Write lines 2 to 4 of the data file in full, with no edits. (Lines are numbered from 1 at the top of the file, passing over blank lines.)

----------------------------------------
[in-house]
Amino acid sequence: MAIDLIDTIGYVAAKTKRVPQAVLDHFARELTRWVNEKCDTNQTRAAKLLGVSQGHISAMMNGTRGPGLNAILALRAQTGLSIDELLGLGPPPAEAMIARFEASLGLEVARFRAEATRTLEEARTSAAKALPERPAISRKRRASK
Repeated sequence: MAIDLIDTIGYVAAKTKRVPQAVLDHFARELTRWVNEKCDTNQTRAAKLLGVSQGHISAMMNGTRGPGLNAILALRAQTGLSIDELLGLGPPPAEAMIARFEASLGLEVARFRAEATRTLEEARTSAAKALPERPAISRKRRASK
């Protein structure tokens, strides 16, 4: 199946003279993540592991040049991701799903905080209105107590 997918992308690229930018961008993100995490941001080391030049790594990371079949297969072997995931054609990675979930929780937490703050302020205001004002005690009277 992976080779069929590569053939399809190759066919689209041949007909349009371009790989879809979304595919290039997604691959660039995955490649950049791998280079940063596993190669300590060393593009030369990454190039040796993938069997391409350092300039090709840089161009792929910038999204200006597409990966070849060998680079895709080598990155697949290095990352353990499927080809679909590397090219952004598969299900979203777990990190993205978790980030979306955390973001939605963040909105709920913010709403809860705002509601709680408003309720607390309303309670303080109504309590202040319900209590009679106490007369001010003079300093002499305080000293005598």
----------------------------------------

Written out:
Amino acid sequence: MAIDLIDTIGYVAAKTKRVPQAVLDHFARELTRWVNEKCDTNQTRAAKLLGVSQGHISAMMNGTRGPGLNAILALRAQTGLSIDELLGLGPPPAEAMIARFEASLGLEVARFRAEATRTLEEARTSAAKALPERPAISRKRRASK
Repeated sequence: MAIDLIDTIGYVAAKTKRVPQAVLDHFARELTRWVNEKCDTNQTRAAKLLGVSQGHISAMMNGTRGPGLNAILALRAQTGLSIDELLGLGPPPAEAMIARFEASLGLEVARFRAEATRTLEEARTSAAKALPERPAISRKRRASK
């Protein structure tokens, strides 16, 4: 199946003279993540592991040049991701799903905080209105107590 997918992308690229930018961008993100995490941001080391030049790594990371079949297969072997995931054609990675979930929780937490703050302020205001004002005690009277 992976080779069929590569053939399809190759066919689209041949007909349009371009790989879809979304595919290039997604691959660039995955490649950049791998280079940063596993190669300590060393593009030369990454190039040796993938069997391409350092300039090709840089161009792929910038999204200006597409990966070849060998680079895709080598990155697949290095990352353990499927080809679909590397090219952004598969299900979203777990990190993205978790980030979306955390973001939605963040909105709920913010709403809860705002509601709680408003309720607390309303309670303080109504309590202040319900209590009679106490007369001010003079300093002499305080000293005598």